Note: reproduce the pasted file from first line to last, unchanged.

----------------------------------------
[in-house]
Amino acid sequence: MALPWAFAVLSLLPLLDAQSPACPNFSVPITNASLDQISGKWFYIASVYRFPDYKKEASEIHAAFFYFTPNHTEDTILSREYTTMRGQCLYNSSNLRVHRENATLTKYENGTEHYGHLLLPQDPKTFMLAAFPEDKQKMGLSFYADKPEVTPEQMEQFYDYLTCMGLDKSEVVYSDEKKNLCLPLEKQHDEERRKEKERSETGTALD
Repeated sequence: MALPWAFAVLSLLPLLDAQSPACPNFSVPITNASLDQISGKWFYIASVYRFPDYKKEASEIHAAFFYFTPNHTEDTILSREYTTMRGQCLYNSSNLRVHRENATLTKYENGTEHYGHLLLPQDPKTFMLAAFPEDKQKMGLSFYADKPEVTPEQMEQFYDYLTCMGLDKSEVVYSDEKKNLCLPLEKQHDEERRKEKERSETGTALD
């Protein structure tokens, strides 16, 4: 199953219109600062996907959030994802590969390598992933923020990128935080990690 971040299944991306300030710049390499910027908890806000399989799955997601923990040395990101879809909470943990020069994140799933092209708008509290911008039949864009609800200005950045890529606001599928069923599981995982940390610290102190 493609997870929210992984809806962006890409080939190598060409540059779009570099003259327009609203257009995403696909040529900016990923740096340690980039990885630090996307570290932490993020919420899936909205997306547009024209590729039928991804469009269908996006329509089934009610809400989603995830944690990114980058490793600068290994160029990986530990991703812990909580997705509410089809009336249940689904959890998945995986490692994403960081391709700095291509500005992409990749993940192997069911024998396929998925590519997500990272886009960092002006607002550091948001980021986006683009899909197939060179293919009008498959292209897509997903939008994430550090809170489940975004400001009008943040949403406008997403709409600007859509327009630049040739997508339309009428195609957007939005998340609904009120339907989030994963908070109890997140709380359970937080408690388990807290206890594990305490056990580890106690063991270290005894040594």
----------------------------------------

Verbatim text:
[in-house]
Amino acid sequence: MALPWAFAVLSLLPLLDAQSPACPNFSVPITNASLDQISGKWFYIASVYRFPDYKKEASEIHAAFFYFTPNHTEDTILSREYTTMRGQCLYNSSNLRVHRENATLTKYENGTEHYGHLLLPQDPKTFMLAAFPEDKQKMGLSFYADKPEVTPEQMEQFYDYLTCMGLDKSEVVYSDEKKNLCLPLEKQHDEERRKEKERSETGTALD
Repeated sequence: MALPWAFAVLSLLPLLDAQSPACPNFSVPITNASLDQISGKWFYIASVYRFPDYKKEASEIHAAFFYFTPNHTEDTILSREYTTMRGQCLYNSSNLRVHRENATLTKYENGTEHYGHLLLPQDPKTFMLAAFPEDKQKMGLSFYADKPEVTPEQMEQFYDYLTCMGLDKSEVVYSDEKKNLCLPLEKQHDEERRKEKERSETGTALD
């Protein structure tokens, strides 16, 4: 199953219109600062996907959030994802590969390598992933923020990128935080990690 971040299944991306300030710049390499910027908890806000399989799955997601923990040395990101879809909470943990020069994140799933092209708008509290911008039949864009609800200005950045890529606001599928069923599981995982940390610290102190 493609997870929210992984809806962006890409080939190598060409540059779009570099003259327009609203257009995403696909040529900016990923740096340690980039990885630090996307570290932490993020919420899936909205997306547009024209590729039928991804469009269908996006329509089934009610809400989603995830944690990114980058490793600068290994160029990986530990991703812990909580997705509410089809009336249940689904959890998945995986490692994403960081391709700095291509500005992409990749993940192997069911024998396929998925590519997500990272886009960092002006607002550091948001980021986006683009899909197939060179293919009008498959292209897509997903939008994430550090809170489940975004400001009008943040949403406008997403709409600007859509327009630049040739997508339309009428195609957007939005998340609904009120339907989030994963908070109890997140709380359970937080408690388990807290206890594990305490056990580890106690063991270290005894040594």